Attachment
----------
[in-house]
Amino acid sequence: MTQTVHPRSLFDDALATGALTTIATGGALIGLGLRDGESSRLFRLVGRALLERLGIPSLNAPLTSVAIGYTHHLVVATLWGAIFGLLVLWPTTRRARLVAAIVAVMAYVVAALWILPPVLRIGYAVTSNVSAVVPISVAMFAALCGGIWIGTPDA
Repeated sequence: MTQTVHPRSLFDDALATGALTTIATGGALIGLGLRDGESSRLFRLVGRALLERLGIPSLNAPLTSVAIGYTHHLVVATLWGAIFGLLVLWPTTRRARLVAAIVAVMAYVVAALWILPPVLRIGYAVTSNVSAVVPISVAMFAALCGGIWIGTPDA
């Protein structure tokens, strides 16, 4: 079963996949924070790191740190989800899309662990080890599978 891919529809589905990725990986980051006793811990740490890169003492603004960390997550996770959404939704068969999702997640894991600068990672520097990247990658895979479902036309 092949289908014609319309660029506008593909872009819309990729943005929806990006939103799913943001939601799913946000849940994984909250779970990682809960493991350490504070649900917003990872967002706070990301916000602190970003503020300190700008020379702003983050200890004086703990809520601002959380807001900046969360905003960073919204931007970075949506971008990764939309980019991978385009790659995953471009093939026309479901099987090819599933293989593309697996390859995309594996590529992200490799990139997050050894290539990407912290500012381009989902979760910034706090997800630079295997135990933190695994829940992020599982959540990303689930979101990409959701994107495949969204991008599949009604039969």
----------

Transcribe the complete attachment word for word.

[in-house]
Amino acid sequence: MTQTVHPRSLFDDALATGALTTIATGGALIGLGLRDGESSRLFRLVGRALLERLGIPSLNAPLTSVAIGYTHHLVVATLWGAIFGLLVLWPTTRRARLVAAIVAVMAYVVAALWILPPVLRIGYAVTSNVSAVVPISVAMFAALCGGIWIGTPDA
Repeated sequence: MTQTVHPRSLFDDALATGALTTIATGGALIGLGLRDGESSRLFRLVGRALLERLGIPSLNAPLTSVAIGYTHHLVVATLWGAIFGLLVLWPTTRRARLVAAIVAVMAYVVAALWILPPVLRIGYAVTSNVSAVVPISVAMFAALCGGIWIGTPDA
């Protein structure tokens, strides 16, 4: 079963996949924070790191740190989800899309662990080890599978 891919529809589905990725990986980051006793811990740490890169003492603004960390997550996770959404939704068969999702997640894991600068990672520097990247990658895979479902036309 092949289908014609319309660029506008593909872009819309990729943005929806990006939103799913943001939601799913946000849940994984909250779970990682809960493991350490504070649900917003990872967002706070990301916000602190970003503020300190700008020379702003983050200890004086703990809520601002959380807001900046969360905003960073919204931007970075949506971008990764939309980019991978385009790659995953471009093939026309479901099987090819599933293989593309697996390859995309594996590529992200490799990139997050050894290539990407912290500012381009989902979760910034706090997800630079295997135990933190695994829940992020599982959540990303689930979101990409959701994107495949969204991008599949009604039969």